Daniel Bye speaks to Kate Craddock, the artistic director of GIFT, the Gateshead International Festival of Theatre. They talk about GIFT, arts-led regeneration, artist development and Arts Council strategic funding priorities.
Find on iTunes here: goo.gl/Yn4Xc5 This month it’s political. We have reviews and discussions of the latest in political theatre including…. Reviews of Lampedusa at Soho Theatre, Fight Night at Unicorn Theatre and Stand at Battersea Arts Centre. Round the table to discuss the shows are Bob Churchill, Jessie Thompson, Tim Bano and Annegret Marten Also, … Continue reading Pursued by a Bear: Democracy Inaction
This month’s endearingly ramshackle offerings: reviews of Little Light, A Stab In The Dark, The Eradication of Schizophrenia In Western Lapland (with Catherine Love, Megan Vaughan, Annegret Märten and Tim Bano); Brian Logan talks about his role at Camden People’s Theatre; and Stewart Pringle, Eleanor Turney and Dave Ralf share their experiences of Battersea Arts Centre.
Daniel Bye speaks to Dick Bonham and Gloria Lindh, directors of Leeds-based producers Little Mighty. They talk about Leeds, producer-led companies, curation as an art form and what we do to support artists after they go out of fashion.
Daniel Bye speaks to Rachel Chavkin, director of The TEAM. They talk about Andrew Schneider’s extraordinary show YOUARENOWHERE, connectedness, ensemble, directors as generative artists, creepy male directors, and a whole lot more besides.
Daniel Bye speaks to theatre-maker Greg Wohead, whose recent projects include Hurtling and The Ted Bundy Project. They talk about presence, re-enactment, mythologies, where they come from, and Elvis Presley. A LOT of Elvis Presley.
Daniel Bye speaks to theatre maker and performer Nicki Hobday, who’s recently worked with Forced Entertainment, Michael Pinchbeck and 30Bird. They talk about Manchester’s making communities, about making your own work as compared to appearing in that of others, and about ambition and career “ladders”.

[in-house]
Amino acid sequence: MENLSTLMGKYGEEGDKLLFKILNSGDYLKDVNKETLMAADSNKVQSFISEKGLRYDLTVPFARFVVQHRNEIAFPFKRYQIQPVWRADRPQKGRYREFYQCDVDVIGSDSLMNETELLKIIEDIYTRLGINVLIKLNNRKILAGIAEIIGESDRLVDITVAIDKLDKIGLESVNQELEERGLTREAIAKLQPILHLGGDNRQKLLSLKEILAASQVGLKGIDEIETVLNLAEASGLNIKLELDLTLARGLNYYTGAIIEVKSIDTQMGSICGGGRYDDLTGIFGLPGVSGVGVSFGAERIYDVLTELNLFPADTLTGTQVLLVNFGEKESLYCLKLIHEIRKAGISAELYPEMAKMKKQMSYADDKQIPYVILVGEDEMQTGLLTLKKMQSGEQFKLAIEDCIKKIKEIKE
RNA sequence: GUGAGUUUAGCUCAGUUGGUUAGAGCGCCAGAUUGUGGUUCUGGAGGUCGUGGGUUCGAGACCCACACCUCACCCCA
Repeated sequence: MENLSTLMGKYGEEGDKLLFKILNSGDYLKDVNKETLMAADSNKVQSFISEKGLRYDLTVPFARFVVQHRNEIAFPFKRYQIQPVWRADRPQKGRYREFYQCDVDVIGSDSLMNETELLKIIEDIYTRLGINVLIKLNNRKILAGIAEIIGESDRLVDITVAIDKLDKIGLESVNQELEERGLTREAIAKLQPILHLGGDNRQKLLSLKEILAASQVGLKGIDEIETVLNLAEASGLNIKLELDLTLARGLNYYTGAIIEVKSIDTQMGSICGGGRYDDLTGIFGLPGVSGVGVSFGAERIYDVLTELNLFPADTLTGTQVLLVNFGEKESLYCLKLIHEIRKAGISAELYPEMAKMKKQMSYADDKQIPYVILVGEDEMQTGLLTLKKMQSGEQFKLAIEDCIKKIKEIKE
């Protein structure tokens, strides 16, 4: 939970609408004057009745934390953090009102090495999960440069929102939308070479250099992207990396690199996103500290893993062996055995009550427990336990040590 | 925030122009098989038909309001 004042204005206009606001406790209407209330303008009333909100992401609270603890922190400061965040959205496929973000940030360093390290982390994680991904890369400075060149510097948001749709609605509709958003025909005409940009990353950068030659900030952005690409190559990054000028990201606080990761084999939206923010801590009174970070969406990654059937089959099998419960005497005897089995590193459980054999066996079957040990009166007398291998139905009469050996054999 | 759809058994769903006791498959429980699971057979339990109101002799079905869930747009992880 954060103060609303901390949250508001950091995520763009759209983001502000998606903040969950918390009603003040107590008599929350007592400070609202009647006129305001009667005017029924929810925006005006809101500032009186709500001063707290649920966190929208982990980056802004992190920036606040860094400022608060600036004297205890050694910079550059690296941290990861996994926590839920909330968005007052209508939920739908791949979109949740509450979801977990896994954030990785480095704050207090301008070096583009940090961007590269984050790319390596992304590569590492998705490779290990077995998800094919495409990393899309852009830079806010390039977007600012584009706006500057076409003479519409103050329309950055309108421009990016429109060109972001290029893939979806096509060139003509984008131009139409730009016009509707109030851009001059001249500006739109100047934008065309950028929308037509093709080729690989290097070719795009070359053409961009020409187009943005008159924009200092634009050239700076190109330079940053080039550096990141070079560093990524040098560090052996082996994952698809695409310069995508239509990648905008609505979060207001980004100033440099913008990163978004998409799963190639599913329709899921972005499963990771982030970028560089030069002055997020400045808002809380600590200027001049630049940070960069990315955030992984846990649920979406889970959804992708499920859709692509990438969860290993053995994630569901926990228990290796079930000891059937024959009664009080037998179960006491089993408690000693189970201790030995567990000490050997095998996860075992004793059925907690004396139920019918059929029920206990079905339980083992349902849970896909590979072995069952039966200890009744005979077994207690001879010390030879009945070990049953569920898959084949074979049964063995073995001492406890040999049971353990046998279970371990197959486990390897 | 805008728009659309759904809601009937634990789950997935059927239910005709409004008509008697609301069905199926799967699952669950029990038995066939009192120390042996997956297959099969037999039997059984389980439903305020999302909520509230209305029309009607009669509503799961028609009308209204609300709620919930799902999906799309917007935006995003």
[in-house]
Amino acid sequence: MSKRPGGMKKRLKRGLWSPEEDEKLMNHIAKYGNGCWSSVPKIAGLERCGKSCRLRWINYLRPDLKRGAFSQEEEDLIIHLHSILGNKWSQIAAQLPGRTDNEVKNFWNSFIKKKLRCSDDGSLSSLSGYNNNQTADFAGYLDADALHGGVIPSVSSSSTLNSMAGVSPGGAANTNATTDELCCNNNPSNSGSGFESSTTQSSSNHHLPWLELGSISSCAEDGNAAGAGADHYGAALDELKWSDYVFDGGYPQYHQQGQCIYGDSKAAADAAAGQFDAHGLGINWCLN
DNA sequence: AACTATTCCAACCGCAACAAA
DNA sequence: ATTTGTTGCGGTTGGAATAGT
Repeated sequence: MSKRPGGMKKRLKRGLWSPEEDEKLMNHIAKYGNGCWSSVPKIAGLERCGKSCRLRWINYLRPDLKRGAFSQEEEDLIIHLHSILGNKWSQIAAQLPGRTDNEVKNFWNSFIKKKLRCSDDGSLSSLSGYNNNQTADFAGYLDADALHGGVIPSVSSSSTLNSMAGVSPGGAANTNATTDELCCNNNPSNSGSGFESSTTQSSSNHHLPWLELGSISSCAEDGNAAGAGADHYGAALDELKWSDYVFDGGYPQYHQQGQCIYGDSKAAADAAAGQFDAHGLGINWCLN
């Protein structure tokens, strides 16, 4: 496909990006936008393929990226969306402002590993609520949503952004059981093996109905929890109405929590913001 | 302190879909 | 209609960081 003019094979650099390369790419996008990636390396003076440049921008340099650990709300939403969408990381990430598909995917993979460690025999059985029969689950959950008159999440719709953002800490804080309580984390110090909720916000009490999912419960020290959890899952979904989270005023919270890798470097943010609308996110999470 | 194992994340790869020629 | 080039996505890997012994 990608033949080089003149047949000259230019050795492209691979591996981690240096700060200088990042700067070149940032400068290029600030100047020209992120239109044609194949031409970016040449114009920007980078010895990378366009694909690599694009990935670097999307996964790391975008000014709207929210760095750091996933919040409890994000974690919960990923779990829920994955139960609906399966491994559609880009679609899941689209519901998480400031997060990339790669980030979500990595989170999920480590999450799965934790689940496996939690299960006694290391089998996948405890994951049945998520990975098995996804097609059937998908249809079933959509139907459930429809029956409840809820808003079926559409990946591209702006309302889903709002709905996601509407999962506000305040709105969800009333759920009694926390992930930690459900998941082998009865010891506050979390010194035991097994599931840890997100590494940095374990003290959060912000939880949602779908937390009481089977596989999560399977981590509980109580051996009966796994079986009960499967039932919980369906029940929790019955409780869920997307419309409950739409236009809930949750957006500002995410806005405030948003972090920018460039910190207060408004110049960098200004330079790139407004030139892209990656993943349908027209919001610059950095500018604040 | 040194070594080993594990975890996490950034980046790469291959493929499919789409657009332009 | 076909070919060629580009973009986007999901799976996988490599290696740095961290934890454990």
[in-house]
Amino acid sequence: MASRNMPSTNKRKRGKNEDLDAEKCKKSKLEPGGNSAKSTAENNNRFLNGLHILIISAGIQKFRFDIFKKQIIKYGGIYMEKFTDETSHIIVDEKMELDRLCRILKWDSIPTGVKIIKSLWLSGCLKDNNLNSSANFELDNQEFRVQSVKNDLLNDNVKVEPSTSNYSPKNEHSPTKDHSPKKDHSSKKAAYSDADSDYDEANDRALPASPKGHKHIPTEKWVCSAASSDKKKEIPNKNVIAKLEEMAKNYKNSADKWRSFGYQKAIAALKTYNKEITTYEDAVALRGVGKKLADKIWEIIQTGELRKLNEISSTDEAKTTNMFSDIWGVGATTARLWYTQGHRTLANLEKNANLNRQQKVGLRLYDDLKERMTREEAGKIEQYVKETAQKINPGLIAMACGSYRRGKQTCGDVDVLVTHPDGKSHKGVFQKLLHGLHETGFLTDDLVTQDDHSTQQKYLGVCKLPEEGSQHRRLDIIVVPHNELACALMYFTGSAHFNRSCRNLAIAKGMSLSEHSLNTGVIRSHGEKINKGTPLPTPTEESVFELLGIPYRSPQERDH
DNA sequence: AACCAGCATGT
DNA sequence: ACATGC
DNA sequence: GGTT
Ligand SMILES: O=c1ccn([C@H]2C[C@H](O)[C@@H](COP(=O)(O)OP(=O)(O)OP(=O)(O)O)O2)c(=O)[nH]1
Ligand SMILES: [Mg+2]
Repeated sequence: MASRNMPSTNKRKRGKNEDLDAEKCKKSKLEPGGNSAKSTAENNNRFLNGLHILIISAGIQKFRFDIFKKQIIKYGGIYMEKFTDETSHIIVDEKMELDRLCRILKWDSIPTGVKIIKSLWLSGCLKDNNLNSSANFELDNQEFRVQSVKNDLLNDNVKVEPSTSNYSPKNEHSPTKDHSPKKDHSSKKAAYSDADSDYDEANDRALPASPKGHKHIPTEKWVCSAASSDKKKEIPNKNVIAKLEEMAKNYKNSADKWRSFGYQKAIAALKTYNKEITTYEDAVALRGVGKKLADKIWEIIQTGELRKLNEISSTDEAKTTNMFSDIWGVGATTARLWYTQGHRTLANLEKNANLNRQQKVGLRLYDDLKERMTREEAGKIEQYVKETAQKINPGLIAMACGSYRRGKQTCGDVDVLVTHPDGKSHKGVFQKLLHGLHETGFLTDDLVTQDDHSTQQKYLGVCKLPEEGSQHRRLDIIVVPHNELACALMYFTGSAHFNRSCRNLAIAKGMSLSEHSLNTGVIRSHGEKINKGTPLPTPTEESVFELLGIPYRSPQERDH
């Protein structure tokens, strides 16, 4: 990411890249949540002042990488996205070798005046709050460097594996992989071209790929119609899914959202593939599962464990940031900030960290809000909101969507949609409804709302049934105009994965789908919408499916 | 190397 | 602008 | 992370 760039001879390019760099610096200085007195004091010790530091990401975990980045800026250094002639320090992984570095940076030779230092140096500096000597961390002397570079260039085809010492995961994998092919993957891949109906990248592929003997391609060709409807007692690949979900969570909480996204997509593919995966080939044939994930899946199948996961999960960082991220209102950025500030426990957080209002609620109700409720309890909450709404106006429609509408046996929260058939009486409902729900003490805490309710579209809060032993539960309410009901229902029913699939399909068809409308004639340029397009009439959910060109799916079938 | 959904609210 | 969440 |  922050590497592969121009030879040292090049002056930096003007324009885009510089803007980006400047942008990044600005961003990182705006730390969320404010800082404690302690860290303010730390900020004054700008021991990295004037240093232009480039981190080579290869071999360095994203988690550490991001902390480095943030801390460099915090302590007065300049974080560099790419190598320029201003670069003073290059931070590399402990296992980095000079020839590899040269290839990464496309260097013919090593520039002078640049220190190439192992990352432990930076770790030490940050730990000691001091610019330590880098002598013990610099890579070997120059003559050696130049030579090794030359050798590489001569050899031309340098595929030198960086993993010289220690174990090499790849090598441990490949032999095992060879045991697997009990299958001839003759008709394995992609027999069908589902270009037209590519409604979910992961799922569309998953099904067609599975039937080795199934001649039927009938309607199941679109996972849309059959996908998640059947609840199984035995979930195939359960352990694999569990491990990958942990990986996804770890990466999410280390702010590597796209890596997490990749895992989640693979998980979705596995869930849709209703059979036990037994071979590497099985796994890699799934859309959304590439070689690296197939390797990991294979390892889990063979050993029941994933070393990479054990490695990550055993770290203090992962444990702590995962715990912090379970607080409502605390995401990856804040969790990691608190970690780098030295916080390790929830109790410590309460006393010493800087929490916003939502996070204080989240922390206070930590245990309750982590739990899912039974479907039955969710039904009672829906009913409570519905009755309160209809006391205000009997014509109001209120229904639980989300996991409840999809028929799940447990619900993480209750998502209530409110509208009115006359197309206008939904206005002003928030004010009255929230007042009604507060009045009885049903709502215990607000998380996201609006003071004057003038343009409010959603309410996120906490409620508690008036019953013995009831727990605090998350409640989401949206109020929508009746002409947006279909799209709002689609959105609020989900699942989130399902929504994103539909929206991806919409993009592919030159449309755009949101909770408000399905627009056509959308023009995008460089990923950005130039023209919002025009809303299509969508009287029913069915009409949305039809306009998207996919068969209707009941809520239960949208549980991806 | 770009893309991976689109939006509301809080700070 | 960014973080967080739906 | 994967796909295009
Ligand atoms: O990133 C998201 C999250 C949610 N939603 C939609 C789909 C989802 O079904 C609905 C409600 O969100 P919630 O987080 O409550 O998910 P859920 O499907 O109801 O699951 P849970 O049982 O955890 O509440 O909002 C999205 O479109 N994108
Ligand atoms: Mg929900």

In the second Faraway Tree podcast, Daniel Bye speaks to Bolton based theatre-maker Josh Coates about what “emerging artist” means – if anything – and about what is and isn’t happening in Greater Manchester performance-wise at the moment.
The first Faraway Tree podcast from Daniel Bye is a conversation with writer and performer Kieran Hurley, which took place in Glasgow on the day of Scotland’s independence referendum. They talked about what Yes or No votes might mean for him and his work, about ceilidhs, regional identity, John McGrath and quite a lot more.
Catherine Love and Dan Hutton talk to Chris Thorpe about his Edinburgh Fringe show Confirmation.
Catherine Love and Dan Hutton visit the rehearsal room at the Lyric Hammersmith to chat Secret Theatre Show 5 with performer Nadia Albina and dramaturg Joel Horwood.
“I’m in a big, cold, mostly empty, disused shop in Folkestone, alone, surrounded by lots of pieces of coloured card which were scribbled on yesterday, two wooden chairs, a list of things to write, and my medical file from the Centre for Anxiety Disorders and Trauma. A medical record, neater and more compact than I expected it to be, containing all the necessary information and data, for the sixteen weeks I spent undergoing cognitive behavioural therapy. I pick it up, and start reading it, out loud.” Laura will be at BAC with her show Head Hand Head on the 21st & 22nd of March.
I’m in Edinburgh where each day for two weeks my solo show, Head Hand Head takes place in a small studio on the top floor of an old building. The room is tatty, fading pink walls, school-red carpet and a crumbling window frame. Each day before the show I spend about an hour in here, alone, waiting.
Phil Soltanoff discusses the revival of his piece Plan B, a collaboration with Peter Soltanoff and Compagne 111, celebrating its tenth anniversary as part of the London International Mime Festival. Together with host Dick McCaw, he explores issues surrounding circus, authorship, visual dramaturgy and geometry onstage. Recorded at the Southbank Centre.
Letter’s End, by acclaimed theatre clown Wolfe Bowart, is a delightful fusion of fantasy, memory and theatrical tricks. Hailing from Australia, Bowart combines the pensive humour of French physical theatre with the slapstick of Charlie Chaplin, with the aid of an array of marvellously inventive props and surprises. In this discussion, hosted by Dick McCaw at the Southbank Centre, Bowart discusses trade secrets, the nature of the clown, and his 99-year-old grandmother-in-law’s take on his work.